Last night, the movers and shakers of Broadway were in attendance, and they noticed the White House’s embrace of the Broadway Green Alliance. Robert Wankel of the Shubert Organization was in attendance, as were Nick Scandalios of the Nederlander Organization and Paul Libin of Jujamcyn. Collectively, these people manage about eighty percent of all Broadway theaters. Millions of people see their shows each year, and all of their organizations work with the Broadway Green Alliance, as does Broadway League Executive Director Charlotte St. Martin, who was also in attendance last night. Nor did it hurt to have Rocco Landesman, Chairman of the National Endowment for the Arts, learn of Broadway’s interest in greening, and last night provided that opportunity as well.
Hopefully, our government will soon adopt a comprehensive law limiting climate changing pollutants. Science certainly dictates that that should be done. But the slow pace of legislative reform and the urgent ecological needs of the planet don’t work in tandem. Consequently, market based initiatives are called for, whether or not government properly accepts its responsibilities. By using the visibility of Broadway and other culture influencing sectors to leverage our message to the industrial supply chain, NRDC is working hard to move our economy and public sentiment towards ecological sanity, whether government acts or not.
I am a Senior Scientist at NRDC, specializing in issues related to sustainable development, supply chain management, industrial ecology, the paper industry, health risks, solid waste management, recycling, medical wastes, and sludge. I coordinate some of the world’s most prominent institutional greening initiatives, including the Academy Awards telecast, the GRAMMY Awards, the “Broadway Goes Green” initiative, and the greening of Major League Baseball, the National Basketball Association, and the USTA. I’ve served on the DuPont Corporation’s Bio-Based Fuels Life Cycle Assessment Advisory Board, the National Research Council Committee on the Health Effects of Waste Incineration and the EPA's Science Advisory Board Subcommittee on Sludge Incineration, as well as the Agency for Toxic Substances and Disease Registry's Peer Review Panel for it's Report to Congress on the Health Implications of Medical Waste. There’s more, but too much to list here.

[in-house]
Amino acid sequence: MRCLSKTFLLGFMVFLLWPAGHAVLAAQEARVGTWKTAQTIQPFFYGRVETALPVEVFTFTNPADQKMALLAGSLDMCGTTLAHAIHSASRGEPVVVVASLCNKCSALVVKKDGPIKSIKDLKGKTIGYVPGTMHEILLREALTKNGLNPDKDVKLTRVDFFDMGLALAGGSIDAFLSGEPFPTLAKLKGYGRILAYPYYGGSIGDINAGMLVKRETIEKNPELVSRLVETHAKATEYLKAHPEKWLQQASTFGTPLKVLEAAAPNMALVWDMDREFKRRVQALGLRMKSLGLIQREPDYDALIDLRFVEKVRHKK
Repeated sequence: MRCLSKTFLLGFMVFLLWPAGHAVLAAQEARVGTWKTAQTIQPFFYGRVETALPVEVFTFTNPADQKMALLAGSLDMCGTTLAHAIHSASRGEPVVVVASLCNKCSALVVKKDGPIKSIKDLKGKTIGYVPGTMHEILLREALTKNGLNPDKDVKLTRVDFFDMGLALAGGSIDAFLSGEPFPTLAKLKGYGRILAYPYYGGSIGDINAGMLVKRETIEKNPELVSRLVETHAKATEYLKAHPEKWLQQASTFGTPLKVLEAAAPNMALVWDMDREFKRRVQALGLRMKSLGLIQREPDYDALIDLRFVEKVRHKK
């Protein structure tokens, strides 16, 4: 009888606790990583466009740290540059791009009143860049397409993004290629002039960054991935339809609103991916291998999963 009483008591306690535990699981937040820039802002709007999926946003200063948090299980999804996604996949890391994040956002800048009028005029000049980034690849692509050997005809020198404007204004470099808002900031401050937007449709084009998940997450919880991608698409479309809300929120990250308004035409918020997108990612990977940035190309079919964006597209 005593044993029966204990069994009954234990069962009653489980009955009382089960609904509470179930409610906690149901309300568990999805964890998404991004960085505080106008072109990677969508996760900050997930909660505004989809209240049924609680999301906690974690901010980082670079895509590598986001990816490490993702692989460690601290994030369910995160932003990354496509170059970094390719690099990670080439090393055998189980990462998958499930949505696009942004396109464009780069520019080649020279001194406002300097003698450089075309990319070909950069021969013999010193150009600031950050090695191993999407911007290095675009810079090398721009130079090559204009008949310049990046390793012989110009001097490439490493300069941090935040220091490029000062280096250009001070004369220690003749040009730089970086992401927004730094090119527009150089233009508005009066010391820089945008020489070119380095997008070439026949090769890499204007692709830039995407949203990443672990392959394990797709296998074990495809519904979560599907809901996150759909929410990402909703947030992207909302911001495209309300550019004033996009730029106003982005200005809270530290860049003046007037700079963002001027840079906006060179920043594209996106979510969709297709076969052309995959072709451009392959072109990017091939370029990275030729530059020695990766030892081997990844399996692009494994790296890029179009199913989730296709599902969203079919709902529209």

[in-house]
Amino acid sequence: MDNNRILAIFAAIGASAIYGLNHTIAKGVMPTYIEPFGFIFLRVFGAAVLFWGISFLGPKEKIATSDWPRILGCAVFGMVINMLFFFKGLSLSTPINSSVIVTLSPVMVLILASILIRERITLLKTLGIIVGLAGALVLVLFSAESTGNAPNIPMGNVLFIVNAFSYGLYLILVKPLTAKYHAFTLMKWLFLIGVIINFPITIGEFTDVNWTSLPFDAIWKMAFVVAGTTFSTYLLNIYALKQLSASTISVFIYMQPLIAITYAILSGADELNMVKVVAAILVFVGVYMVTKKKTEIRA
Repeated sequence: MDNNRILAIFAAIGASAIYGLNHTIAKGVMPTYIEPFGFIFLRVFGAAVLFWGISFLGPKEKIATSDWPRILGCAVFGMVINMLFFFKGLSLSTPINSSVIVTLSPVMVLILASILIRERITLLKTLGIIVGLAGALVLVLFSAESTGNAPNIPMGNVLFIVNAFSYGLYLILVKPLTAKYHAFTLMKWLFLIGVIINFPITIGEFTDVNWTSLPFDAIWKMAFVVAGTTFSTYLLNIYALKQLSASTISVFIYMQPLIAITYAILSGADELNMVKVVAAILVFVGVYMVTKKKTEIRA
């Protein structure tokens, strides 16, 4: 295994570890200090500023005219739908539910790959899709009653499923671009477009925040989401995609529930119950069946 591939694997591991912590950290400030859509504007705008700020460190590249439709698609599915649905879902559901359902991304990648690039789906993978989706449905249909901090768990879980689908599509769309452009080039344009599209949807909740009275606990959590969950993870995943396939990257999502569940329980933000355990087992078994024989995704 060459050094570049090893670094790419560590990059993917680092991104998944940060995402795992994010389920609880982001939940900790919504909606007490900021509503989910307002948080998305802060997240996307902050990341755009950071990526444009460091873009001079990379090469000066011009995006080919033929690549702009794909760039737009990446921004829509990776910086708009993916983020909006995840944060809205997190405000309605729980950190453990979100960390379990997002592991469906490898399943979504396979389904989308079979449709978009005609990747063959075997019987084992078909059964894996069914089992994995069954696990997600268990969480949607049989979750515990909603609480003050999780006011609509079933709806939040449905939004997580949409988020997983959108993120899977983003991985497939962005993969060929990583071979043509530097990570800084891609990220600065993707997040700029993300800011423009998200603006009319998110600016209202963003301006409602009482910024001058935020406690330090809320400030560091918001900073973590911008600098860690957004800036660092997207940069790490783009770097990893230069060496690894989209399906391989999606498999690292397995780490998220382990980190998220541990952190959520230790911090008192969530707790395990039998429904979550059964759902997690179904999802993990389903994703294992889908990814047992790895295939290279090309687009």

July 2010: If you don't know, I have a section on this site for guest bloggers. This week I am featuring an amazing and moving story by Elizabeth Hess about the rescue of Bobby a NYC Carriage Horse, now happily roaming around a grassy pasture in upstate NY instead of being someones dinner. No kidding.....